Every true swimmer has the will to work hard and get better every single day. It’s this that pushes you through those grueling practices where you just want to pass out; it’s what makes you spend an unfathomable amount of time in the pool just to shave off a millisecond in your next race; it’s what consumes your thoughts every second of the day to just achieve that unimaginable goal time. This is why swimming is not for the feeble-minded. It is the most mentally challenging thing I have ever done. You must train your hardest to overcome your fastest enemy who may as well be your best friend in the lane next to you. Swimming is simply unbelievable.
I never knew I had such a strong passion for swimming until this summer. I spent more than 100 hours in the pool this summer and made some of the best memories of my life. It was worth getting up at 6:00 AM to train for hours a day instead of having tons of sleepovers with my friends. It was worth spending my summer going to two practices a day instead of going on fancy, luxury vacations all over the world. I made friendships that will last a life time and have discovered more things about myself than I ever thought was possible. This summer I found the will to succeed and never give up. I found it in the water.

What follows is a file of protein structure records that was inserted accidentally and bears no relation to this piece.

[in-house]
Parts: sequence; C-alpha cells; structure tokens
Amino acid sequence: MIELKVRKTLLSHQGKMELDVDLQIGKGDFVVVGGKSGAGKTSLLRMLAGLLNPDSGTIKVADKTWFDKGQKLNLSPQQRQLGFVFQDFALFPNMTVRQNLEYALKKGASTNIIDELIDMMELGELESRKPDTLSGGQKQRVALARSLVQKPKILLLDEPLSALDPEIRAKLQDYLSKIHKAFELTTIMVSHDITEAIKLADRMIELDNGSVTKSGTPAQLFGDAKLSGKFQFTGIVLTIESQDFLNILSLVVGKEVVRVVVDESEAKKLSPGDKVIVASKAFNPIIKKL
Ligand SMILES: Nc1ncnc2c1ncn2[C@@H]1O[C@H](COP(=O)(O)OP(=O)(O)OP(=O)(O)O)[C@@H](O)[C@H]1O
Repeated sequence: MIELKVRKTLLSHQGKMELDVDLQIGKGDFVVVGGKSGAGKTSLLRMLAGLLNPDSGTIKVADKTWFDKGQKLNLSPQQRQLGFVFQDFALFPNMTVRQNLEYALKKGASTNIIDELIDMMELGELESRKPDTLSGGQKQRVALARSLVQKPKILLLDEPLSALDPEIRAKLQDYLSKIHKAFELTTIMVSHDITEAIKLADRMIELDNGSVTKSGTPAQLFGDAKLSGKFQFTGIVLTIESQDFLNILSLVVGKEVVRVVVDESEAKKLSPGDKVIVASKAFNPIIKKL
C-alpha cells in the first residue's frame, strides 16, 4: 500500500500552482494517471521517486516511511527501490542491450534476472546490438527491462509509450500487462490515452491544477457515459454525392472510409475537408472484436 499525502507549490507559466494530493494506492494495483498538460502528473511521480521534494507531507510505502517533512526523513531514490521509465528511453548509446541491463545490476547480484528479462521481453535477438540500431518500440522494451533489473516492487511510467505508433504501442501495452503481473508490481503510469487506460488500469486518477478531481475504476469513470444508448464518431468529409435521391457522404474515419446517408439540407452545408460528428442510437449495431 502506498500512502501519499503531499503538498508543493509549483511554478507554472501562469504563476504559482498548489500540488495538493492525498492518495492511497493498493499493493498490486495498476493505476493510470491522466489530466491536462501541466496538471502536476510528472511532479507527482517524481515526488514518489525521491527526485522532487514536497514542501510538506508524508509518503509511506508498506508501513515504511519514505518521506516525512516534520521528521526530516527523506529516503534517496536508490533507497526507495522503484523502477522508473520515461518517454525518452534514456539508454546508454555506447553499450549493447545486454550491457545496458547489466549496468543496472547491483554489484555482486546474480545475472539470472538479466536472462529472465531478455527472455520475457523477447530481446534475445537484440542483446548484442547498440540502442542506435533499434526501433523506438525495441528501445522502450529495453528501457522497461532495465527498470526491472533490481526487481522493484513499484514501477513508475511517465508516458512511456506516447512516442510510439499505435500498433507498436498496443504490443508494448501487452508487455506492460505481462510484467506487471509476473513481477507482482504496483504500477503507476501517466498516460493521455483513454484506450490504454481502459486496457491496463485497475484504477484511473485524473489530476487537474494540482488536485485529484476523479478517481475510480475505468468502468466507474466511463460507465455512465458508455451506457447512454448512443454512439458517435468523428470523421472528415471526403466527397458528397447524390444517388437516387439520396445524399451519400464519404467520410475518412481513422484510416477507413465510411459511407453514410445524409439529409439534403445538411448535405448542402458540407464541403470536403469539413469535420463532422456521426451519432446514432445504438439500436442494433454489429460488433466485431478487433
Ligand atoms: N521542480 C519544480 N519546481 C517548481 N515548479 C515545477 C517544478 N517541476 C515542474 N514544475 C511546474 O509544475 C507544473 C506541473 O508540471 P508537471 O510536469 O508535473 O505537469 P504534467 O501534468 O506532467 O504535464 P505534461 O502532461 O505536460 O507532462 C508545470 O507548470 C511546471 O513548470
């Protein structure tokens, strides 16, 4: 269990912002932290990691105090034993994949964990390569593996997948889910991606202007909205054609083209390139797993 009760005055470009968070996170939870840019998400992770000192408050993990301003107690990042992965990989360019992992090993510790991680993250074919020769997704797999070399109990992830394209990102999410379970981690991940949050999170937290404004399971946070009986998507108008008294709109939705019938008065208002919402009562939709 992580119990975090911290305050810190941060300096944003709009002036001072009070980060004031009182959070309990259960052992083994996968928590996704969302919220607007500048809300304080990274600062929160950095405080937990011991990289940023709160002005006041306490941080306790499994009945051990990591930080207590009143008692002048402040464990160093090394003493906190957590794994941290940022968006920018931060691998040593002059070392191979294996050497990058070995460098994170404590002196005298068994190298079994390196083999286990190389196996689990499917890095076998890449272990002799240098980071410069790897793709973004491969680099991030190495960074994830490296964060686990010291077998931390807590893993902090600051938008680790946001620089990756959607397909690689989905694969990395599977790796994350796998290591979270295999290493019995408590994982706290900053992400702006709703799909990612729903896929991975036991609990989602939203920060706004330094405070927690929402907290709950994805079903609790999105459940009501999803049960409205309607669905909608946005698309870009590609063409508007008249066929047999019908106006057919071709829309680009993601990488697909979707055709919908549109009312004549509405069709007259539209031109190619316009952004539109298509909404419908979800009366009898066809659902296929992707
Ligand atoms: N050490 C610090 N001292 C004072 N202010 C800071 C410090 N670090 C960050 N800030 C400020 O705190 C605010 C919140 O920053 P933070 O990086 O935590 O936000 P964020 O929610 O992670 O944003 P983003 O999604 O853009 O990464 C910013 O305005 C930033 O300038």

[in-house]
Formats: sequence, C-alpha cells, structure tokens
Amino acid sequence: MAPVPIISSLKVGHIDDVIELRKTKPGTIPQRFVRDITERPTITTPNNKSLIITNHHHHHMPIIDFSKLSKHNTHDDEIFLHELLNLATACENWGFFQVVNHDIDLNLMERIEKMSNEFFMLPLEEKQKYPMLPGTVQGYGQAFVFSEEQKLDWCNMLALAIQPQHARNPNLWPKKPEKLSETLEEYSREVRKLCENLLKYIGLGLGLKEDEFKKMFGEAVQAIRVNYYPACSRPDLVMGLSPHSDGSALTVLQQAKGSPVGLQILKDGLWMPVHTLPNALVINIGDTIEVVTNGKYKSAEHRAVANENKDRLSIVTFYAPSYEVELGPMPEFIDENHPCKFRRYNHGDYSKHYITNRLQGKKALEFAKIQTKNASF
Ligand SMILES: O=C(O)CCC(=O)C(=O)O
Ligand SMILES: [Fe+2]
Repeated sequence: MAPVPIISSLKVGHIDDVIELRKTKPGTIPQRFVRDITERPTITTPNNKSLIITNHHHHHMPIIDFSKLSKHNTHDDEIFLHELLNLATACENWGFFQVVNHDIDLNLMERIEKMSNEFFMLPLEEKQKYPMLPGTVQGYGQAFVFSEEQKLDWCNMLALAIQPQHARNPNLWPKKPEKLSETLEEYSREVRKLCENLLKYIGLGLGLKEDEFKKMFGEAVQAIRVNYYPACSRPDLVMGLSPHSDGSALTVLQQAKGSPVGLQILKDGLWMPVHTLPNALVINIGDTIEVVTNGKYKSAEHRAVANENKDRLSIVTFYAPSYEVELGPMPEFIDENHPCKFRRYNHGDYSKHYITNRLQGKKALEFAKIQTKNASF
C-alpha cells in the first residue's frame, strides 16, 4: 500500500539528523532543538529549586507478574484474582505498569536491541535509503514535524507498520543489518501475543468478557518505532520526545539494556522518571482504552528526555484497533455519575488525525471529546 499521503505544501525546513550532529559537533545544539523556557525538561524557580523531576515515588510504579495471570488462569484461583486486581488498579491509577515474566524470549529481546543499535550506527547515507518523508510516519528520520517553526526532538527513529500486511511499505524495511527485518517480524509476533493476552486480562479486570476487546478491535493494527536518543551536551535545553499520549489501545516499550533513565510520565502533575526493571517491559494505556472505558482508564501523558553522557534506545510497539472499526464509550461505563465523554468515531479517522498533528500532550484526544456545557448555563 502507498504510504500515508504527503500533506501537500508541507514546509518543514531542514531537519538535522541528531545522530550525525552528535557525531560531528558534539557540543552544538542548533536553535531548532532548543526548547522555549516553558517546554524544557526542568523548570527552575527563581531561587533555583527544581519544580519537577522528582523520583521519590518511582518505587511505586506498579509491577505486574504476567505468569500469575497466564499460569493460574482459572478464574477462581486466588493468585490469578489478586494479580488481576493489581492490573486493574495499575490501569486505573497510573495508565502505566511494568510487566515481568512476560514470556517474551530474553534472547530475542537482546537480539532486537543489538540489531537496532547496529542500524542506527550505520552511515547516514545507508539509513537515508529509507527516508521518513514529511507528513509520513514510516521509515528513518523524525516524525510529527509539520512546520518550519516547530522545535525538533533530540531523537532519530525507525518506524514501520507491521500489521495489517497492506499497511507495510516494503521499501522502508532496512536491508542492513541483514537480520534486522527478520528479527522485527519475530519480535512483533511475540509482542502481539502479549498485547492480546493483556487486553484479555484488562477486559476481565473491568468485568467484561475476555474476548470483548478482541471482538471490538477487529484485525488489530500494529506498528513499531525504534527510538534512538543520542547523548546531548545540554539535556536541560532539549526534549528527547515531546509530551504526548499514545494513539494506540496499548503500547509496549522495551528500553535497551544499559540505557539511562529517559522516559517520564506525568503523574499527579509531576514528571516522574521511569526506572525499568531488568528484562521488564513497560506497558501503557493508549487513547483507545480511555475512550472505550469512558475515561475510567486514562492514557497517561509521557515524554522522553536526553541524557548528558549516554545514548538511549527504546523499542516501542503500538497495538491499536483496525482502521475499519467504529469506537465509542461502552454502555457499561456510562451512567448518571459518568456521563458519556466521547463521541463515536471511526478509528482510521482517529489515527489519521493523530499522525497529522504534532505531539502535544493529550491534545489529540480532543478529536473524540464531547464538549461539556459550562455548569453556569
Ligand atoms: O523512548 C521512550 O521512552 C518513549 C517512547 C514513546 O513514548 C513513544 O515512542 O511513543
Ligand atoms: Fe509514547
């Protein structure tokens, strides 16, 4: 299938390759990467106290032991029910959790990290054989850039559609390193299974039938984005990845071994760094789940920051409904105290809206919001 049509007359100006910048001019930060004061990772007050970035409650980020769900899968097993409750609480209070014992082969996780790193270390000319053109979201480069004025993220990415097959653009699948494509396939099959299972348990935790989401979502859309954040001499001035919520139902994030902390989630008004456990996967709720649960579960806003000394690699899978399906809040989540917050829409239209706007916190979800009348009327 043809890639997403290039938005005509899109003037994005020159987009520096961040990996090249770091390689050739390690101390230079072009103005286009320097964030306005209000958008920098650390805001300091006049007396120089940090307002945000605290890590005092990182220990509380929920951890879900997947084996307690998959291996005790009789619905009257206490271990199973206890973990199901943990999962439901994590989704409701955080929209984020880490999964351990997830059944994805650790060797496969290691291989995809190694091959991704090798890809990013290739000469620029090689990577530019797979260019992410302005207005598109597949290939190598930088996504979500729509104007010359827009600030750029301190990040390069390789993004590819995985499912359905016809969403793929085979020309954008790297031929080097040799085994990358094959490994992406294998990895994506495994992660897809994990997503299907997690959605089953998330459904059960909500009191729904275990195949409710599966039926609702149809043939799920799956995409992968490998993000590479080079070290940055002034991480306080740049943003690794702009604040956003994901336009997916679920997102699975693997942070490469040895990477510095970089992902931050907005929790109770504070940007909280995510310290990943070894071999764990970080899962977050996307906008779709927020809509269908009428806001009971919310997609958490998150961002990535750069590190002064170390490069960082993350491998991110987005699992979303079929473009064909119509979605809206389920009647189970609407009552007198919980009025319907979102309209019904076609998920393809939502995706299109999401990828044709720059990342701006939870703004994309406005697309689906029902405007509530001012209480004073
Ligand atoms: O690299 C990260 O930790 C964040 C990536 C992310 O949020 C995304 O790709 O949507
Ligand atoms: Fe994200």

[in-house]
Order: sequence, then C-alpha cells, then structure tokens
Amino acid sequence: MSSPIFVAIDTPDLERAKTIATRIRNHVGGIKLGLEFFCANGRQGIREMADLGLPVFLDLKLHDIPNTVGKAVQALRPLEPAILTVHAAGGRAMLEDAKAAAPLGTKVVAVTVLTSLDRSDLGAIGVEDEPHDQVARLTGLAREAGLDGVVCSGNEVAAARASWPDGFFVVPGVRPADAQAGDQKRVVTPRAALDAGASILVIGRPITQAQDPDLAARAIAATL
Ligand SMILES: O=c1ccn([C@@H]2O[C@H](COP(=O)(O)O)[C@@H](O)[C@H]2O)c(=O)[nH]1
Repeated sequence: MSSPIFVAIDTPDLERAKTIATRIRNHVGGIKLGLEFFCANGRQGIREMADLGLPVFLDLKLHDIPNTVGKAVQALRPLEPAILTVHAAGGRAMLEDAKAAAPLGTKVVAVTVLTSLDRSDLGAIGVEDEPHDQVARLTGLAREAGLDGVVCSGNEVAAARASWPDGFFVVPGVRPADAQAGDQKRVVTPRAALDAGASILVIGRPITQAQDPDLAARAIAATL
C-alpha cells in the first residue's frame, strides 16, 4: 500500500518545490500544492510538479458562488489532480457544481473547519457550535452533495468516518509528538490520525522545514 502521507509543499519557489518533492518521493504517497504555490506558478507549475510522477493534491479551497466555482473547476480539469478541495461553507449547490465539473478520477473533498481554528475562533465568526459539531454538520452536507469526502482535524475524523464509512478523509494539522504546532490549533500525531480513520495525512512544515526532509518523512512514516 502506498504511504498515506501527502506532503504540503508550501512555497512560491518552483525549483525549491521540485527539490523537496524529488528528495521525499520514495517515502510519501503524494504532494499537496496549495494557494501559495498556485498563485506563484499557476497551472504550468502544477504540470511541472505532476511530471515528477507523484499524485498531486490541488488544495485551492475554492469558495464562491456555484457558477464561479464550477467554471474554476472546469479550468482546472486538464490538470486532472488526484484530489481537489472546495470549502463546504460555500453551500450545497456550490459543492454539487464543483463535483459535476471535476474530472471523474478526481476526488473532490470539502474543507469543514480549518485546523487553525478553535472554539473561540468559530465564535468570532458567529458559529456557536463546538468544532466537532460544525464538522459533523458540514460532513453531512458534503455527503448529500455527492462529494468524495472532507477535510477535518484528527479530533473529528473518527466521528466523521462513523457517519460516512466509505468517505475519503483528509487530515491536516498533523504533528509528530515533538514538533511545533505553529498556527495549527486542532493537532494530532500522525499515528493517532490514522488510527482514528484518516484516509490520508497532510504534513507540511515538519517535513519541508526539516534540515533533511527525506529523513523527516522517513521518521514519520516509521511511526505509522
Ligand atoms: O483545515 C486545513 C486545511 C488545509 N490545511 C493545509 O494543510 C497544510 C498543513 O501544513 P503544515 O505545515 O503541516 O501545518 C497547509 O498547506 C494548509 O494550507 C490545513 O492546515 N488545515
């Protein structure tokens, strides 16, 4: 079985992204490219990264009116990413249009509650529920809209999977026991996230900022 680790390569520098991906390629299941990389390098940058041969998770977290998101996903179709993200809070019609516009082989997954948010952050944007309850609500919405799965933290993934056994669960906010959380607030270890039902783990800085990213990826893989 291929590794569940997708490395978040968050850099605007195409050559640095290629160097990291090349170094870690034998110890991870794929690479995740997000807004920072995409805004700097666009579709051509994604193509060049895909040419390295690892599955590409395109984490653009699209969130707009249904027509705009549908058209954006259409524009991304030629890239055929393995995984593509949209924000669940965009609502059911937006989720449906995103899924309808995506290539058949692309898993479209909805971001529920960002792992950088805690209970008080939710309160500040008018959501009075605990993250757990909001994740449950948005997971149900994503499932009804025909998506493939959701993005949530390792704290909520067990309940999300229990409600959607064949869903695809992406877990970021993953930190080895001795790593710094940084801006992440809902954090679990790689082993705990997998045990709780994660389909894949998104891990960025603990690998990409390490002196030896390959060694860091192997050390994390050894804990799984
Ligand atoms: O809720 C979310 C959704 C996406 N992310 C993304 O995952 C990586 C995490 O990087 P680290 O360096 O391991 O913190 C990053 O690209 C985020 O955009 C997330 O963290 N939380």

I can apply this to any aspect of my life which is the amazing thing about swimming. When you are swimming a long set and feel like you are going to drown, this is where the champions are made.
Beneath the water is a different, complete world. It’s almost impossible to describe every aspect of it. I feel alive under the water. I feel free. I feel at home. I feel like myself. But most importantly I feel that my desire for success is greater than my fear of failure.